- Malawi has 13 000 inmates
Over 400 illegal immigrants are detained at various prisons in the country while waiting to be deported by the Department of Immigration, which has put a strain on the resources of the Malawi Prisons Service (MPS), Weekend Nation has learnt.
The problem is growing by the day as people from Ethiopia and strife-torn DR Congo, Somalia and Sudan flood Malawi and Mozambique en route to South Africa for greener pastures.
Minister of Home Affairs and Internal Security Atupele Muluzi has confirmed the situation and has said government is in the process of repatriating some of the illegal immigrants.
“There are presently approximately 300 illegal migrants being held at Maula Prison from the Great Lakes region that have to be repatriated. This is part of our international obligations, but we are facing resource constraints,” Muluzi said.
Muluzi has said government has engaged various partners in discussions for assistance in the repatriation process.
International practices oblige the receiving country to bear the cost of repatriating illegal migrants, but in the case of most of the detainees in Malawi, they come from war-torn territories with barely functioning central governments which could reimburse Malawi’s costs of repatriation.
“Discussions are at an advanced stage and we have assurances that repatriation will take place soon and that this will also help reduce congestion at Maula Prison,” Muluzi said.
He said government is committed to abiding by international obligations as well as human rights commitments.
Said Muluzi: “Issues of migration are as complex as are the reasons why people move. Malawi is fast becoming a transit route for illegal migration. This complexity means that we need to invest more in terms of financing and commitment towards border control management.”
He appealed for society’s assistance in curbing the illegal entry of people into Malawi.
“This is extremely important for State security and that is why government is in the process of constructing new border posts at Chisenga, Chimaliro, Mbalachanda, Mkanda and Mwase,” Muluzi said.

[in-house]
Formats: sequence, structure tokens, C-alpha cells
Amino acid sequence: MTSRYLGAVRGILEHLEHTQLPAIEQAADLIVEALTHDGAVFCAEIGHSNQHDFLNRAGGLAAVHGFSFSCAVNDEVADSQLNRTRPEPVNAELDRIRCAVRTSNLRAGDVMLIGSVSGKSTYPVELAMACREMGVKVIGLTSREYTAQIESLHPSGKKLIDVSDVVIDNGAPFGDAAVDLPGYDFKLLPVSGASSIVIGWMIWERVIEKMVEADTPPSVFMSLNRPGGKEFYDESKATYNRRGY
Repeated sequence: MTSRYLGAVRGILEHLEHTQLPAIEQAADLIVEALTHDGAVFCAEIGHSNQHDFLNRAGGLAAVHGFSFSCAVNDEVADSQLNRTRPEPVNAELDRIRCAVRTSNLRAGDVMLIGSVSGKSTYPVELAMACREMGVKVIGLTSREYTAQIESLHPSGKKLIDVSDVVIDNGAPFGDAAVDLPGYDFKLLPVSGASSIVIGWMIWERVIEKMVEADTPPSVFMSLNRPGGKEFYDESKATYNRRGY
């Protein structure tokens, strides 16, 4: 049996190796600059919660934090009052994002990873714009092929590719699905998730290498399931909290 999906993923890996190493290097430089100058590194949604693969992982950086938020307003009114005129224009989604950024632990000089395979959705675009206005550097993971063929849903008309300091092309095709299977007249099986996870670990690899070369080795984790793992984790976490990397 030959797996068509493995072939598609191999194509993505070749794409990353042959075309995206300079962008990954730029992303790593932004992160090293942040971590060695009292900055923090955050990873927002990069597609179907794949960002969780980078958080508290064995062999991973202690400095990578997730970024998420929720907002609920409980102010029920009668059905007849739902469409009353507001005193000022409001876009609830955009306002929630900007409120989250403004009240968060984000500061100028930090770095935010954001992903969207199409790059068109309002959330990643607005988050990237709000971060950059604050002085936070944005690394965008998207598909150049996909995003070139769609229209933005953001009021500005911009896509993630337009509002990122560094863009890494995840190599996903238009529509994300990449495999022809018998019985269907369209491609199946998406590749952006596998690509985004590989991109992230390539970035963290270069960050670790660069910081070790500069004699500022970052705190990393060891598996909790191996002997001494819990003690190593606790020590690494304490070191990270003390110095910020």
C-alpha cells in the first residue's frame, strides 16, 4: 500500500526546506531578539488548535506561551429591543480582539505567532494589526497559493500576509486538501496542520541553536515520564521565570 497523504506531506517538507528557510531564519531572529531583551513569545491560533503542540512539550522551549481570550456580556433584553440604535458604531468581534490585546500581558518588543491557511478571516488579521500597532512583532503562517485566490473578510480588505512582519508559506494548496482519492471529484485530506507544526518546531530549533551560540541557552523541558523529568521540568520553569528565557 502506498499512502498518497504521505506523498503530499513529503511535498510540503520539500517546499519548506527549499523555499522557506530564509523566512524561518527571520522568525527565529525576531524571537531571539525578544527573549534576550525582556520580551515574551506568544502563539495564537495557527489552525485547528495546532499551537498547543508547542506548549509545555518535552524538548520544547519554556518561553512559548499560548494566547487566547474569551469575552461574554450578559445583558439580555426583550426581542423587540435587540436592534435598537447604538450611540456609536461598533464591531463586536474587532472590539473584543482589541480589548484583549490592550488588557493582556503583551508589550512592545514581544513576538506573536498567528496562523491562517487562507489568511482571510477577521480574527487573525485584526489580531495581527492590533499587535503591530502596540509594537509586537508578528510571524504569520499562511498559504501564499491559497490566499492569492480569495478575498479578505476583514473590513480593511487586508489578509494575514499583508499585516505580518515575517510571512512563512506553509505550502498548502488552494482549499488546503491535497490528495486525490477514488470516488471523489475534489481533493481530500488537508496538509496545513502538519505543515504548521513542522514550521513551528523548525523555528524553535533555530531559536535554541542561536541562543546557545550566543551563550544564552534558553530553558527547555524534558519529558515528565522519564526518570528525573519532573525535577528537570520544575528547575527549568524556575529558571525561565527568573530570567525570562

The immigrants’ situation has compounded the congestion in Malawi’s prisons, which are holding almost twice their recommended capacity.
“We have in custody approximately 13 000 inmates throughout the country versus a recommended holding capacity of around 7 000 prisoners.
“Some of those are illegal immigrants serving out their sentences or indeed being held at various facilities in the country. Most of our prison facilities were constructed in the last century. These factors coupled with delays in case clearance by courts have contributed to overcrowding in our prisons,” lamented Muluzi.
The development has worried the Malawi Human Rights Commission (MHRC) which has expressed concern about the abusive detention of immigrants in the country’s prisons.
MHRC has warned the country risks breaking international laws as imposing automatic detention on immigrants breaches such legislation.
MHRC executive secretary, Grace Malera, has appealed to the government to ensure it identifies funds to repatriate the illegal immigrants.
Malera said it is shameful for people who have committed no crime to be detained in harsh prison conditions for prolonged months.
She observed that keeping immigrants in prisons is placing a burden on MPS, which is already struggling to take care of inmates who have already exceeded the number of people a prison can hold.
Prison sources have said the problem is similar for Ntchisi, Chichiri and Dedza prisons where the number of illegal immigrants are being detained waiting to be repatriated.
The largest concentration of the detainees is at Maula Prison which holds about 300 illegal immigrants, Dedza has 65, Ntchisi 35 and Chichiri, seven.
The detainees at Chichiri Prison in Blantyre were each fined K20 000 or, in default, serve four months in jail. They failed to pay the fine.
According to some inmates at Maula Prison, who asked not to be named when Weekend Nation visited the institution on Sunday, there is no separation between convicts and the illegal immigrants, the longest of whom has been detained since February.
“There has been some deaths and diseases are spreading at an alarming rate due to congestion,” said one inmate who has been at Maula Prison since last year.
MPS spokesperson Evans Phiri could neither confirm nor deny the allegation as he said he was outside the office.
On the status of the illegal immigrants, Phiri said the Department of Immigration was better placed to comment on their status, as MPS only keeps people that have been committed by the court.
Immigration Department’s Central Region public relations officer, Elaack Banda, confirmed that most of the immigrants being held at Maula Prison are supposed to be repatriated to their countries of origin.
“It’s not deliberate to keep them in prison; it is because the Department of Immigration has no detention centres where they would have been kept. But we are doing everything to repatriate them as soon as possible,” Banda said.
A spokesperson for the United Nations High Commission for Refugees (UNHCR) declined to comment because the matter falls outside their remit.
The majority of the illegal migrants are also coming from war-torn countries, which is sending fears that it could fan a rise in crime which is already worrisome.